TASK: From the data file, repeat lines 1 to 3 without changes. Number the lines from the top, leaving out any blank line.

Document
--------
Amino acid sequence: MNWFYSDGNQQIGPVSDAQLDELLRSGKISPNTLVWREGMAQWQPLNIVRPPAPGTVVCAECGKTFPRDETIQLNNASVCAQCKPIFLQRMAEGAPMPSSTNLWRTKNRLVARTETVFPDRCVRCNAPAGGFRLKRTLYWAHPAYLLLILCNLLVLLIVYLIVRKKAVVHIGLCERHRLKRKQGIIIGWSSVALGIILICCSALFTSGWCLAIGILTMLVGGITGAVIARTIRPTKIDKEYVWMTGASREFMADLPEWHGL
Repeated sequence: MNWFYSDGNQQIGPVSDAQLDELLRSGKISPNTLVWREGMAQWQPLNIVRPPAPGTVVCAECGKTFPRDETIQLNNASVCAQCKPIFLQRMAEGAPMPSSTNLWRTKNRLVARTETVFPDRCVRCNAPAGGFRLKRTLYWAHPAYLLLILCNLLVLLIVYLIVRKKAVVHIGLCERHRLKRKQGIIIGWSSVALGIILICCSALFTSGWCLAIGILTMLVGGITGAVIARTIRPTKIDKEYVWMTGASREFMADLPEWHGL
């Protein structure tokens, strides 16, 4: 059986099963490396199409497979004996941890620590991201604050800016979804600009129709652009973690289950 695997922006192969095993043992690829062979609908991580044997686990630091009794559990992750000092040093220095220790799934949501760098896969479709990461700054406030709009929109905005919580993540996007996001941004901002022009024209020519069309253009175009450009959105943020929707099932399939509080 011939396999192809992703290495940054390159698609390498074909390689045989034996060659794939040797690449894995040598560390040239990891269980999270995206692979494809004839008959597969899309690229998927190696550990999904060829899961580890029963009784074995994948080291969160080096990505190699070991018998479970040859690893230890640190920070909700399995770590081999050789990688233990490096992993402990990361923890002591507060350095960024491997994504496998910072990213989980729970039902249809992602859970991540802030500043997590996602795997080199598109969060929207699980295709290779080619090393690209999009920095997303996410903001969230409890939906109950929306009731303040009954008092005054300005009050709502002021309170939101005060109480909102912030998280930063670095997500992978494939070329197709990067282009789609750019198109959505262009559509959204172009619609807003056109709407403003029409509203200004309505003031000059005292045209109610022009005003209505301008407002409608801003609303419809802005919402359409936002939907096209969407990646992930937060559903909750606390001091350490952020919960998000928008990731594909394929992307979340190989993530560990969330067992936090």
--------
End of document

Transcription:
Amino acid sequence: MNWFYSDGNQQIGPVSDAQLDELLRSGKISPNTLVWREGMAQWQPLNIVRPPAPGTVVCAECGKTFPRDETIQLNNASVCAQCKPIFLQRMAEGAPMPSSTNLWRTKNRLVARTETVFPDRCVRCNAPAGGFRLKRTLYWAHPAYLLLILCNLLVLLIVYLIVRKKAVVHIGLCERHRLKRKQGIIIGWSSVALGIILICCSALFTSGWCLAIGILTMLVGGITGAVIARTIRPTKIDKEYVWMTGASREFMADLPEWHGL
Repeated sequence: MNWFYSDGNQQIGPVSDAQLDELLRSGKISPNTLVWREGMAQWQPLNIVRPPAPGTVVCAECGKTFPRDETIQLNNASVCAQCKPIFLQRMAEGAPMPSSTNLWRTKNRLVARTETVFPDRCVRCNAPAGGFRLKRTLYWAHPAYLLLILCNLLVLLIVYLIVRKKAVVHIGLCERHRLKRKQGIIIGWSSVALGIILICCSALFTSGWCLAIGILTMLVGGITGAVIARTIRPTKIDKEYVWMTGASREFMADLPEWHGL
């Protein structure tokens, strides 16, 4: 059986099963490396199409497979004996941890620590991201604050800016979804600009129709652009973690289950 695997922006192969095993043992690829062979609908991580044997686990630091009794559990992750000092040093220095220790799934949501760098896969479709990461700054406030709009929109905005919580993540996007996001941004901002022009024209020519069309253009175009450009959105943020929707099932399939509080 011939396999192809992703290495940054390159698609390498074909390689045989034996060659794939040797690449894995040598560390040239990891269980999270995206692979494809004839008959597969899309690229998927190696550990999904060829899961580890029963009784074995994948080291969160080096990505190699070991018998479970040859690893230890640190920070909700399995770590081999050789990688233990490096992993402990990361923890002591507060350095960024491997994504496998910072990213989980729970039902249809992602859970991540802030500043997590996602795997080199598109969060929207699980295709290779080619090393690209999009920095997303996410903001969230409890939906109950929306009731303040009954008092005054300005009050709502002021309170939101005060109480909102912030998280930063670095997500992978494939070329197709990067282009789609750019198109959505262009559509959204172009619609807003056109709407403003029409509203200004309505003031000059005292045209109610022009005003209505301008407002409608801003609303419809802005919402359409936002939907096209969407990646992930937060559903909750606390001091350490952020919960998000928008990731594909394929992307979340190989993530560990969330067992936090």